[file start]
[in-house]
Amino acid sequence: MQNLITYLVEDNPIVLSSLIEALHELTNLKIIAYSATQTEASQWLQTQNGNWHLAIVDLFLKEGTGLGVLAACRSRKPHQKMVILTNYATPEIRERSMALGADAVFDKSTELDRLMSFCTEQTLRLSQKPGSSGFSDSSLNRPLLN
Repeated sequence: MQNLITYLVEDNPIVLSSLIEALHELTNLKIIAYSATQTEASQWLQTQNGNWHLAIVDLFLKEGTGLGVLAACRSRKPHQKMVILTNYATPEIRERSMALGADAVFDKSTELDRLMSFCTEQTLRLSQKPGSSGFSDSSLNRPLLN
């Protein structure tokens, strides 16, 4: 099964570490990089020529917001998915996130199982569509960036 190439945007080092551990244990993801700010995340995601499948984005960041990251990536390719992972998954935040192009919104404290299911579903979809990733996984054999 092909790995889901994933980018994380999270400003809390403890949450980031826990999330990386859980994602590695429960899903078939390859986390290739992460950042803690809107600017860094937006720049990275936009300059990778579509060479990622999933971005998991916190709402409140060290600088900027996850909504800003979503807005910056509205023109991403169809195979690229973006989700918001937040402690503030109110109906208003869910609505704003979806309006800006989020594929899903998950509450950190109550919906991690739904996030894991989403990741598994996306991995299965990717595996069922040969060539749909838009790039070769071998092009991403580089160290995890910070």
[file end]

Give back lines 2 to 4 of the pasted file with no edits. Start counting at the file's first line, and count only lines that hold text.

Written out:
Amino acid sequence: MQNLITYLVEDNPIVLSSLIEALHELTNLKIIAYSATQTEASQWLQTQNGNWHLAIVDLFLKEGTGLGVLAACRSRKPHQKMVILTNYATPEIRERSMALGADAVFDKSTELDRLMSFCTEQTLRLSQKPGSSGFSDSSLNRPLLN
Repeated sequence: MQNLITYLVEDNPIVLSSLIEALHELTNLKIIAYSATQTEASQWLQTQNGNWHLAIVDLFLKEGTGLGVLAACRSRKPHQKMVILTNYATPEIRERSMALGADAVFDKSTELDRLMSFCTEQTLRLSQKPGSSGFSDSSLNRPLLN
């Protein structure tokens, strides 16, 4: 099964570490990089020529917001998915996130199982569509960036 190439945007080092551990244990993801700010995340995601499948984005960041990251990536390719992972998954935040192009919104404290299911579903979809990733996984054999 092909790995889901994933980018994380999270400003809390403890949450980031826990999330990386859980994602590695429960899903078939390859986390290739992460950042803690809107600017860094937006720049990275936009300059990778579509060479990622999933971005998991916190709402409140060290600088900027996850909504800003979503807005910056509205023109991403169809195979690229973006989700918001937040402690503030109110109906208003869910609505704003979806309006800006989020594929899903998950509450950190109550919906991690739904996030894991989403990741598994996306991995299965990717595996069922040969060539749909838009790039070769071998092009991403580089160290995890910070």